The centrepiece of the EP is the gorgeous Finest Quality. The chorus lyrics “I’m milk and honey” get stuck in your head immediately, but the way you deliver them is unusual: “I’m milk and huh…” and then the breathed “-nee.” How did you come to sing them that way?
That one was quick: I wrote it with my friend Ben. We ummed and aahed over the ‘milk and honey’ thing – ‘Do we want to split up the word ‘honey’?’ It’s a bit of a songwriting faux pas, but we decided to just go for it. It was catchy. It got stuck in both of our heads!
The song contains the lyric,“There’s a fickle line between their love and hate.” It’s such a truism. Do you remember coming up with it?
I do, I do remember. I couldn’t find the word ‘fickle’ in my mind at the time, so I think the original demo goes ‘There’s this little line.’ Ben said, ‘What are you trying to say?’ and I said ‘There’s a word I can’t think of.’ I sent him a text that night: ‘Fickle!’ I guess when he sent me those lines – ‘Feel like I’ve got enemies, I can see them creeping through the darkness of the night’ – it drew this image of the people that hate you, or are jealous of you, and they disguise it with being your friend, or being overly nice or loving towards you. That line is the most explanatory line in the song.
We have to talk about the outfits in the video: there’s the red latex with the folding fan and massive white lace-up boots, the full zebra-print fit with the elbow mesh gloves and sequinned skirt, the cowboy hat with the dangling chains… which was your favourite?
I loved them all! Steph – who is [stylist] Kid Condo – is such a visionary. She really brought those looks together. I usually love being involved in styling videos, but she had such a clear vision. She had a whole rack of the most insane outfits, but that zebra-print one was just so [chef’s kiss]. It’s really TLC, ‘90s, out there. It was exactly what we were trying to capture, that boisterous energy of, ‘Yeah, I’m wearing a completely zebra-print outfit in a supermarket!’ It was so much fun, and so memorable.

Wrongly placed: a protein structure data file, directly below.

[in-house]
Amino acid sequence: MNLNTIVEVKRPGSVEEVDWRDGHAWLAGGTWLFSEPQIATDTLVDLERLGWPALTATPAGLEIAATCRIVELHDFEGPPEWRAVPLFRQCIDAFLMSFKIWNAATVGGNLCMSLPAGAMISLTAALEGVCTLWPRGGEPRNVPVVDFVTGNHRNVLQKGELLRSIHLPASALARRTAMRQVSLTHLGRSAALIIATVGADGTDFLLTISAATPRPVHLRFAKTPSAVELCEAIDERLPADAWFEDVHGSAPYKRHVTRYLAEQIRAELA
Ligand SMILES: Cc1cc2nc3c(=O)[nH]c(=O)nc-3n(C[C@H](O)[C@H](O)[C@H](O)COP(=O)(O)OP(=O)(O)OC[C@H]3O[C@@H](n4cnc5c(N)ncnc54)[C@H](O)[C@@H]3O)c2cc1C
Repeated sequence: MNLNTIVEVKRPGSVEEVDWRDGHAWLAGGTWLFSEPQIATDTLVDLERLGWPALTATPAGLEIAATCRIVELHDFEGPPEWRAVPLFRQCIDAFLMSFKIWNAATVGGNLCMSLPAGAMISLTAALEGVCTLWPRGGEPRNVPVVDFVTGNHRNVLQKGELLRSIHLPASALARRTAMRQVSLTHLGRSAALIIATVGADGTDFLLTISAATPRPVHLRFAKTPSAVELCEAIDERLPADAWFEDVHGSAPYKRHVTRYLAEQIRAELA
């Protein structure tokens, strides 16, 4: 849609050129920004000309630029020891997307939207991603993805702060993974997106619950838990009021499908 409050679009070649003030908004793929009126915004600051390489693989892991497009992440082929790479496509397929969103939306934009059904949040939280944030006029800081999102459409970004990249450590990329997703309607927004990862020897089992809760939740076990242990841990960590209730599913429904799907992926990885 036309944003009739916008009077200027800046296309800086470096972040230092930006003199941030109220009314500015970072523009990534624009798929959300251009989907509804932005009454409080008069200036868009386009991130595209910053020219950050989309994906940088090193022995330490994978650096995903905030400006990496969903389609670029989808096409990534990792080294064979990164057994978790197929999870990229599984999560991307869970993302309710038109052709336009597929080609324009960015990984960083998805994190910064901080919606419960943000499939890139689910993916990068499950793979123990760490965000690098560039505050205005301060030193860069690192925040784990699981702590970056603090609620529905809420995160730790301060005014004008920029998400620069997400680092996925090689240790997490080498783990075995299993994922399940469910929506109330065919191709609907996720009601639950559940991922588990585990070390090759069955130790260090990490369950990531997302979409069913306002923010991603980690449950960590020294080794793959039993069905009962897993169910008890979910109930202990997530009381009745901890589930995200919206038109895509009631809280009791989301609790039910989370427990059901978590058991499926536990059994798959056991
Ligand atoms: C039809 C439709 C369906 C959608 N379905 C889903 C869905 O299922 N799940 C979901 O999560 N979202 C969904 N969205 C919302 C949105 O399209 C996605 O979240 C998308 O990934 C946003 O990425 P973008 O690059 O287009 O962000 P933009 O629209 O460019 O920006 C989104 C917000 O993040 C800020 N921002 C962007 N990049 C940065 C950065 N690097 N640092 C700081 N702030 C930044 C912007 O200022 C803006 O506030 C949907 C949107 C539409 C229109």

You really did shoot in an actual supermarket, right? There’s a couple of shots where you’re lying in the deli display freezer…
It had meat in it before we got to the store. Someone said to me, ‘There was meat in that thing five minutes before you got here.’ It stunk, and it was freezing cold. I was lying on a sheet of felt material, but the fridge was turned on because we needed the light. I slipped on some meat-blood getting in there, ‘cause I was wearing stilettos, and I had the biggest bruise all down my thigh. It was worth it for the shot!
How many watermelons did you smash in the making of the video?
I smashed, I think, three watermelons? We didn’t get it the first or the second time. They were so heavy, and I had these really long nails superglued to my nails – which is another story in itself, they were impossible to take off – and I’m wearing gloves, in this tiny little shopping cart. So lifting the watermelon was not easy, logistically.
Now you have to tell us about the nails.
I had fake nails on because I was at a wedding two nights before, and I couldn’t get to a nail place in time to have them dissolved. We were sitting on set trying to dissolve them, and it was getting closer and closer to the start of the shoot, and the stylist was like, ‘I brought some superglue…?’ I was like, ‘Okay, it’s for the shoot, we’ll superglue them on.’ It took four days to get them off. I had to soak for hours and hours and hours. The first time I soaked, all it did was mess the fake nail up so that I had these weird, distorted, gooey nails stuck to my hand.
That is truly horrific. Do you have some new music coming out soon?
Yes – and I’m so excited for this new stuff, because I don’t think anyone is expecting me to go where it’s going. I really had fun with this one – I think my last EP is a little bit serious in places, and that definitely reflects where I was at – you know, lockdown, deeply in my feels. I came out of lockdown and just completely raged. Just non-stop partied in a non-guilty way. It was, ‘I absolutely need this, I need to go out with my friends every single night and I don’t care how tired I am, I’m having the most fun I possibly can.’ The songs really reflect that: having my time out there with my girls, feeling the most confident in myself that I ever have, and embracing the fun in my life.
KYE is supporting Sampa the Great on the An Afro Future tour, which will visit Brisbane, Sydney and Melbourne beginning May 25. Her EP Good Company is out now.
Kye wears the Air Jordan 11 Retro Low "Pure Violet" from Finesse.